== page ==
The Situation in the Ukraine? Maybe “Complex” Best Describes It

| May 12, 2014

It’s beginning to look like the situation in the Ukraine is best described as “complex”.

Many have held that the pro-Russian forces in eastern Ukraine are nothing but puppets, acting at Moscow’s direction.  While that could well be the case – and I’m sure Russia has a rather strong degree of influence on them – I’m not sure I agree that they’re “Russian puppets”.  If they are, they seem to be pulling their own strings.

Russian President Vladimir Putin recently asked for east Ukrainian separatists to postpone the independence referendum scheduled for yesterday.  However, those pro-Russian separatists refused to do so.  They held the referendum anyway.  (Results were suspect – reportedly they were heavily in favor of “independence” for parts of the eastern Ukraine, in spite of recent poll results showing a majority in favor of remaining a part of the Ukraine.)

It also doesn’t seem to be a simple “east/west” division within the Ukraine.  In some respects, the country is indeed more-or-less divided into a western-leaning part in the west and a Moscow-leaning part in the east.  That division is based both on politics and language (Ukrainian is the dominant language in the western part, while Russian is the majority language in the east).

However, other indications indicate that the situation is far more confused.  Outside of the Crimea, legitimate and independent opinion polls show no clear preference for reunion with Russia.  Even in the east, recent polls show that well over 50% of the population wants to remain a part of the Ukraine rather than reunify with Russia.  But many (if not most) in the eastern Ukraine also say they don’t trust the new government in Kiev, either.  (The population desiring to remain independent and trusting the Kiev government is obviously much higher in the western, Ukrainian-speaking portions of the Ukraine.)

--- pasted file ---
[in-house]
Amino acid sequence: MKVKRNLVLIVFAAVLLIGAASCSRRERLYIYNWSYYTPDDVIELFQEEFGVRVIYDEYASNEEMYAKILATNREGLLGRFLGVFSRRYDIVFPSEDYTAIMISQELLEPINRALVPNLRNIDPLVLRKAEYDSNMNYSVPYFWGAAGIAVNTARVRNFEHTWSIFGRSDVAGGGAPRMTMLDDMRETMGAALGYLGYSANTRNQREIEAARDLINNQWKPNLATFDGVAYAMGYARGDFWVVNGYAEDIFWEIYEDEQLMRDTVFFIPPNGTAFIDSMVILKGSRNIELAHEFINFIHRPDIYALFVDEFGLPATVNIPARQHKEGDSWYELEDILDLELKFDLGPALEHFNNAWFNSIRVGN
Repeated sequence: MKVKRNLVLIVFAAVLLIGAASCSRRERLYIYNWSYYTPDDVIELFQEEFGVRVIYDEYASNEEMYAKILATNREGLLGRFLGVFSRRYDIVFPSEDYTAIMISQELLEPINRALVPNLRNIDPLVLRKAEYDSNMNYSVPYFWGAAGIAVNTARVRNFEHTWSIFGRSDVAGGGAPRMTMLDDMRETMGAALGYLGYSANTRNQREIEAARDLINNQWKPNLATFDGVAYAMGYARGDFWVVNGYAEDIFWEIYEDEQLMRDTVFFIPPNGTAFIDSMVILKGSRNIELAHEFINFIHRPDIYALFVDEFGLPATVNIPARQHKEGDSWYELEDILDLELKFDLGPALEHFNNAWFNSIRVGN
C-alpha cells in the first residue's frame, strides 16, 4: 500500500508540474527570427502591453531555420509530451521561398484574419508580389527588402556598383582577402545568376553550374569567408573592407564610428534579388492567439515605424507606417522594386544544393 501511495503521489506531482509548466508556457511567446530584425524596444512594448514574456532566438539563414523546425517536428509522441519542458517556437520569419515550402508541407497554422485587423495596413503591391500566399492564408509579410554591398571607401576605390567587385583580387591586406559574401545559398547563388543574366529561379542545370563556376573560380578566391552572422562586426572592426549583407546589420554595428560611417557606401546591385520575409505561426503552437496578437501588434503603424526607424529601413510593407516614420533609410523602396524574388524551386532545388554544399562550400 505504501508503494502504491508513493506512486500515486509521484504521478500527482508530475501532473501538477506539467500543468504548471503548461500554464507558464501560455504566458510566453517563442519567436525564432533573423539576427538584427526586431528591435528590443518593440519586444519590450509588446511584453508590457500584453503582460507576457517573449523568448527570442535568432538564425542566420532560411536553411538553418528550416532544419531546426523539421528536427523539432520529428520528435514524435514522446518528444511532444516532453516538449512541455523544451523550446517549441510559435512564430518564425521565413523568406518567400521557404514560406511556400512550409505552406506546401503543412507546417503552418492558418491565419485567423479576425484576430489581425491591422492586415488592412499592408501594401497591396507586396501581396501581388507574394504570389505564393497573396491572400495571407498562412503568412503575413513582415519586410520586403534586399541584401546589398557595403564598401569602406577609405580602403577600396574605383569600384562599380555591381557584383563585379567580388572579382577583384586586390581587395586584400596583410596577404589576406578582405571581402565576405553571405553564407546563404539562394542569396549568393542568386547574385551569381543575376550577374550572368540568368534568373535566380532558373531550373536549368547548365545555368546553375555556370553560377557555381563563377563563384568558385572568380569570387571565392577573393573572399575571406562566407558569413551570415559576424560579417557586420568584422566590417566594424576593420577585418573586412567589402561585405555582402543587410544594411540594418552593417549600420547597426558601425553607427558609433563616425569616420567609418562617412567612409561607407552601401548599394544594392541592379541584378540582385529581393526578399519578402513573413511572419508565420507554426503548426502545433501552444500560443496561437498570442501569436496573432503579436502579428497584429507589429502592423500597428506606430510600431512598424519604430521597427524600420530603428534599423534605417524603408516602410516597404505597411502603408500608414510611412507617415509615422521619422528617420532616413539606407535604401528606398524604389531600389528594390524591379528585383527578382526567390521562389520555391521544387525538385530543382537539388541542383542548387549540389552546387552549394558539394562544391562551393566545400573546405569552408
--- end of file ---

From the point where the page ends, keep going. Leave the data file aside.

Putin announced that he had ordered Russian troops to pull back from the eastern Ukrainian borders last Wednesday.  A Pentagon spokesman indicated there had been no indications of such a pullback the following day.

Bottom line:  this situation in the Ukraine is indeed All Fouled Up (AFU).  Let’s all hope it doesn’t become FUBAR and end up being resolved by force.

Category: Foreign Policy, Military issues

Comments (6)

Trackback URL | Comments RSS Feed

  1. ChipNASA says:

    15 seconds is all it takes….

  2. Pinto Nag says:

    We haven’t had a permanent “resolution by force” in my lifetime that I remember. What they have all turned into are simmering insurgent wars, with no winners and lots of losers. And when there has been a winner, it’s usually been the most vicious group in the bunch — whose *ss we usually end up beating for them. And then the cycle repeats itself.

    Please feel free to refresh my memory, if you can think of a situation that didn’t fit that pattern in the last 50 years.

    • Hondo says:

      Pinto Nag: The Dominican Republic, Grenada, and Panama come to mind, actually. And the first Gulf War didn’t end up devolving into a continuing “insurgency” – though it also didn’t end the issues with Hussein, either.

      • Pinto Nag says:

        Thank you Hondo, I stand corrected. I might argue about Panama (FARC and drug presence) and the Gulf War (we left a maniac and his two psychopathic, murderering sons in charge)but I understand and concede your point.

  3. Richard says:

    FWIW, my closest co-worker was born in Donetsk and raised in Ukraine and Siberia. He doesn’t want to talk about it. He says that the results depend on who is counting the ballots. Sort of like Chicago, if you have enough dead people, you can make the election come out any way you want. Apparently voting in Russia does not work the way that we think.

  4. David says:

    Pics I saw saw the ballot boxes being guarded by pro-Russian AK-bearing folks. I’m sure that, of course, had NO effect on the outcome.